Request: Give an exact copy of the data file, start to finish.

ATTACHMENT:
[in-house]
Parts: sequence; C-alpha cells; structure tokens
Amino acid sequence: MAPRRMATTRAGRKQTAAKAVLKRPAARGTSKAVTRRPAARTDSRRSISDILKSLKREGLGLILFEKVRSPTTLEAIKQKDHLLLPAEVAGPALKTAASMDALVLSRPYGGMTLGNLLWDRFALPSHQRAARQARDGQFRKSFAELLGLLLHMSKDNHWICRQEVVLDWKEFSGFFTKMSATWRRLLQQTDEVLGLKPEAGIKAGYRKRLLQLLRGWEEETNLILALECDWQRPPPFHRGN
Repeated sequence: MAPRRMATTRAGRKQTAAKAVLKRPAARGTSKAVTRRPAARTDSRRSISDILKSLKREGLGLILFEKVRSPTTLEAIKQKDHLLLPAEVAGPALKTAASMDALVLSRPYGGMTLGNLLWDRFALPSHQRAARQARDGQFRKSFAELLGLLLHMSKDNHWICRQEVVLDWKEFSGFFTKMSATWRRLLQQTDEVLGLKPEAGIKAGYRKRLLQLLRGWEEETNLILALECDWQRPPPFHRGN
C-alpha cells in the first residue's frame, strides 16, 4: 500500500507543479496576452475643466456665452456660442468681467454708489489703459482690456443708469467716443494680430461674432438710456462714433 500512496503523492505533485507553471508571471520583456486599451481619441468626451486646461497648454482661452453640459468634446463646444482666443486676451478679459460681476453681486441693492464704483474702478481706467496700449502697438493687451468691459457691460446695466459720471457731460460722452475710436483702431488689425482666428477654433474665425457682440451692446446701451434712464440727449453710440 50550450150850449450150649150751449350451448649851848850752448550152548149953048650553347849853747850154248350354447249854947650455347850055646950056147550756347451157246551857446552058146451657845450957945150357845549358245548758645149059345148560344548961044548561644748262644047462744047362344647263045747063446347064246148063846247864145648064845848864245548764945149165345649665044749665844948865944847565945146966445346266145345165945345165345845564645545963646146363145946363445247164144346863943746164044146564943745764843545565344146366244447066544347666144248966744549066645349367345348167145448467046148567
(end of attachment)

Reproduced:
[in-house]
Parts: sequence; C-alpha cells; structure tokens
Amino acid sequence: MAPRRMATTRAGRKQTAAKAVLKRPAARGTSKAVTRRPAARTDSRRSISDILKSLKREGLGLILFEKVRSPTTLEAIKQKDHLLLPAEVAGPALKTAASMDALVLSRPYGGMTLGNLLWDRFALPSHQRAARQARDGQFRKSFAELLGLLLHMSKDNHWICRQEVVLDWKEFSGFFTKMSATWRRLLQQTDEVLGLKPEAGIKAGYRKRLLQLLRGWEEETNLILALECDWQRPPPFHRGN
Repeated sequence: MAPRRMATTRAGRKQTAAKAVLKRPAARGTSKAVTRRPAARTDSRRSISDILKSLKREGLGLILFEKVRSPTTLEAIKQKDHLLLPAEVAGPALKTAASMDALVLSRPYGGMTLGNLLWDRFALPSHQRAARQARDGQFRKSFAELLGLLLHMSKDNHWICRQEVVLDWKEFSGFFTKMSATWRRLLQQTDEVLGLKPEAGIKAGYRKRLLQLLRGWEEETNLILALECDWQRPPPFHRGN
C-alpha cells in the first residue's frame, strides 16, 4: 500500500507543479496576452475643466456665452456660442468681467454708489489703459482690456443708469467716443494680430461674432438710456462714433 500512496503523492505533485507553471508571471520583456486599451481619441468626451486646461497648454482661452453640459468634446463646444482666443486676451478679459460681476453681486441693492464704483474702478481706467496700449502697438493687451468691459457691460446695466459720471457731460460722452475710436483702431488689425482666428477654433474665425457682440451692446446701451434712464440727449453710440 50550450150850449450150649150751449350451448649851848850752448550152548149953048650553347849853747850154248350354447249854947650455347850055646950056147550756347451157246551857446552058146451657845450957945150357845549358245548758645149059345148560344548961044548561644748262644047462744047362344647263045747063446347064246148063846247864145648064845848864245548764945149165345649665044749665844948865944847565945146966445346266145345165945345165345845564645545963646146363145946363445247164144346863943746164044146564943745764843545565344146366244447066544347666144248966744549066645349367345348167145448467046148567